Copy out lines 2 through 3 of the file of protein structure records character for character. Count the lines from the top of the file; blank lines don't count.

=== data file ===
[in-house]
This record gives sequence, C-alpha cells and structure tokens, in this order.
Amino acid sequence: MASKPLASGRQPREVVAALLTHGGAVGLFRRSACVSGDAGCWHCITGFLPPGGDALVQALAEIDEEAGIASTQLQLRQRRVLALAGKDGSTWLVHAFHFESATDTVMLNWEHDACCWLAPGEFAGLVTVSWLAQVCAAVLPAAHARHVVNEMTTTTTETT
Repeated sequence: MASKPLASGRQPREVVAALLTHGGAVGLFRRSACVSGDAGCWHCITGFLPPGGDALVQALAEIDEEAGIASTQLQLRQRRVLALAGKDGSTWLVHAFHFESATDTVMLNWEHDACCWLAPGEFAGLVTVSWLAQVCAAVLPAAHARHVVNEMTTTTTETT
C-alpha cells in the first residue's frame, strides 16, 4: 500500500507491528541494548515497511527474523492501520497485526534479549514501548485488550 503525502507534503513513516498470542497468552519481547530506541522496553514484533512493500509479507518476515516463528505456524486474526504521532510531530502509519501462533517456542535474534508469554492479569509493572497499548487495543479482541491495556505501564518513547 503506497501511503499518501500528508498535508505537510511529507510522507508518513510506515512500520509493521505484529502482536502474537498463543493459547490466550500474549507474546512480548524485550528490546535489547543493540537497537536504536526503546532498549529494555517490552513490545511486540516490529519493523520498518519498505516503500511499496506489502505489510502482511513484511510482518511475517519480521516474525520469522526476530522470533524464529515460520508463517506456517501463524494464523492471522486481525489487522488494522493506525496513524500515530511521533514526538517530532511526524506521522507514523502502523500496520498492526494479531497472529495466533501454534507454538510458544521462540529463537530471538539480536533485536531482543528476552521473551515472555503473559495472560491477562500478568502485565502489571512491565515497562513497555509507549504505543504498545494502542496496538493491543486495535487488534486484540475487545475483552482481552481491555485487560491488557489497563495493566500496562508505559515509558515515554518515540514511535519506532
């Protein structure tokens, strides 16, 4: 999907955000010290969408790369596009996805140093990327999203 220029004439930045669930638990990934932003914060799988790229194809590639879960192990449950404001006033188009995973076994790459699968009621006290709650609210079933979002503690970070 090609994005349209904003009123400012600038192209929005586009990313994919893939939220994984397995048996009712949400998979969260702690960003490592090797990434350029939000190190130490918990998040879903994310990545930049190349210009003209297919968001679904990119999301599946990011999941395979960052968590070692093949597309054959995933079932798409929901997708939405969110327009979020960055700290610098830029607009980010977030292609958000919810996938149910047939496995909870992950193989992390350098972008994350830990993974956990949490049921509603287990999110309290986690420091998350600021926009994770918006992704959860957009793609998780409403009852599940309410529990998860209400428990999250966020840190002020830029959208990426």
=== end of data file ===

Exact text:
This record gives sequence, C-alpha cells and structure tokens, in this order.
Amino acid sequence: MASKPLASGRQPREVVAALLTHGGAVGLFRRSACVSGDAGCWHCITGFLPPGGDALVQALAEIDEEAGIASTQLQLRQRRVLALAGKDGSTWLVHAFHFESATDTVMLNWEHDACCWLAPGEFAGLVTVSWLAQVCAAVLPAAHARHVVNEMTTTTTETT